Nocturnal pollution is a rising public health threat in China
According to a new study led by an international team of scientists, China is currently a nighttime “hotspot” for the production of nitrate radicals (PNO3) that may have a significant impact on health-threatening levels of ozone and fine particulates (PM2.5) in the atmosphere.
While the United States and Europe experienced a decline in nocturnal production of NO3, China has recently experienced a rapid increase in these pollutants. The experts believe that this may have serious implications not only for China, but also for other developing countries such as India.
“Nitrogen oxides derived from combustion and natural sources are reactive gases that regulate the formation of key air pollutants including both ozone (O3) and PM2.5. Nocturnal oxidation driven by nitrate radicals is an important, but poorly understood, process in atmospheric chemistry – we must understand this better, if we are to formulate effective global pollution mitigation strategies and understand the influence of nitrogen oxides on air quality and climate,” said study co-author Zongbo Shi, an expert in Aerosol Chemistry and Physics at the University of Birmingham.
The analysis revealed that the current production of NO3 radicals increased significantly in three megacity clusters (the North China Plain, the Yangtze River Delta, and the Pearl River Delta), while in eight major Chinese cities – Beijing, Shanghai, Guangzhou, Chengdu, Xi’an, Jinan, Zhengzhou and Shijiazhuang – it is currently comparable to that in Los Angeles in the 1990s, and keeps increasing. Moreover, if ozone pollution keeps rising, nighttime oxidation in China will most likely increase further, even if NO3 emissions are curbed.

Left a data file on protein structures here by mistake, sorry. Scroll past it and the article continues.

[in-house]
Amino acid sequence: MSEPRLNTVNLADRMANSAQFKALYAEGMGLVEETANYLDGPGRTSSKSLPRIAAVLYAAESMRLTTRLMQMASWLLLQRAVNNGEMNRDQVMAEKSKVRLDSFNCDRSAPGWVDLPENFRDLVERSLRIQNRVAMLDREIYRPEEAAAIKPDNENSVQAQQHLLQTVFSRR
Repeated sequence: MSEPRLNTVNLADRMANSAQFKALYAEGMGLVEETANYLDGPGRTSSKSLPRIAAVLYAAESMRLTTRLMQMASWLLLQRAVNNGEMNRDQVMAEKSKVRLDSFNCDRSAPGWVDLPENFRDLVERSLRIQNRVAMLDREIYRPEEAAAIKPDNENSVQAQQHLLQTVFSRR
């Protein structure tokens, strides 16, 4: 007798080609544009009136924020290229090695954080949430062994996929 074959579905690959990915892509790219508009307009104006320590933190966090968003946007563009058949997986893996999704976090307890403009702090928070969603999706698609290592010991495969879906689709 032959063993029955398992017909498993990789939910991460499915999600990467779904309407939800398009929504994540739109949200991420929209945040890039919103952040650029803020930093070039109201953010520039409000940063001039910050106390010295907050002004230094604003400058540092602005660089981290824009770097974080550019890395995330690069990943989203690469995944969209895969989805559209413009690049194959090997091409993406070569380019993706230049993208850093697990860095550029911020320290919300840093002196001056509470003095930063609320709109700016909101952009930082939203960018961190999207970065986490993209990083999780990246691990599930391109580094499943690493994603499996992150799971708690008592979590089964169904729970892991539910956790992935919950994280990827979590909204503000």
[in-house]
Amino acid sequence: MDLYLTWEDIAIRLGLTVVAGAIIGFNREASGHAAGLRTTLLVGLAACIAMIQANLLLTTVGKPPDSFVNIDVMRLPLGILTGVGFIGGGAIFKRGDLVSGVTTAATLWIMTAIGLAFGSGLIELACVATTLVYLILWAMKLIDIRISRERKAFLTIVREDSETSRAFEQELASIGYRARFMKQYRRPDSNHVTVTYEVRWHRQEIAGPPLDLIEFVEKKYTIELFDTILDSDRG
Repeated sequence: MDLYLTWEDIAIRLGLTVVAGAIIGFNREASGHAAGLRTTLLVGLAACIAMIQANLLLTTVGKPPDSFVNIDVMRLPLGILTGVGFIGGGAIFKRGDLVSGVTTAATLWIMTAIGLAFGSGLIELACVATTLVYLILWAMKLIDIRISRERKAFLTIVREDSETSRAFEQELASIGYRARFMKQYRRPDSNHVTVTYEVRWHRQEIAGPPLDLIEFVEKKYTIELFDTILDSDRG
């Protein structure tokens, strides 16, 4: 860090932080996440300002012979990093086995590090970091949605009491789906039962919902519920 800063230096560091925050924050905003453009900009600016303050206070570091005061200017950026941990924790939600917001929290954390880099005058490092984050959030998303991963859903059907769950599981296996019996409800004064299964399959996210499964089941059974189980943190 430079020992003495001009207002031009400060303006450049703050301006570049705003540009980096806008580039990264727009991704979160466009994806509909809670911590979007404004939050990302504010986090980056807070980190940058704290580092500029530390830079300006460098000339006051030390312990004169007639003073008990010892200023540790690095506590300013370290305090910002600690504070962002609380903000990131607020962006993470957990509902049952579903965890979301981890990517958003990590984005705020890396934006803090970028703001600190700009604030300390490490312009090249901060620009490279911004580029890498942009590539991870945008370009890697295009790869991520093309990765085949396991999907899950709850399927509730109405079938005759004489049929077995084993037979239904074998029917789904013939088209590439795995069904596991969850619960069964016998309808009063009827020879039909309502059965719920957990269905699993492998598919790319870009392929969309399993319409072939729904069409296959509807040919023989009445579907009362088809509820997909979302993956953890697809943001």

Considering the fact that much lower levels of NO3 radicals in both U.S. and Europe have been shown to exert significant impacts on particulate nitrate and organic aerosol formation in those regions, the scientists believe that NO3 radical chemistry may play a more critical role in atmospheric oxidation and thus aggravate both O3 and PM2.5 pollution in China very soon, posing public health problems in this country, as well as abroad.
The study is published in the journal Nature Geoscience.
By Andrei Ionescu, Earth.com Staff Writer
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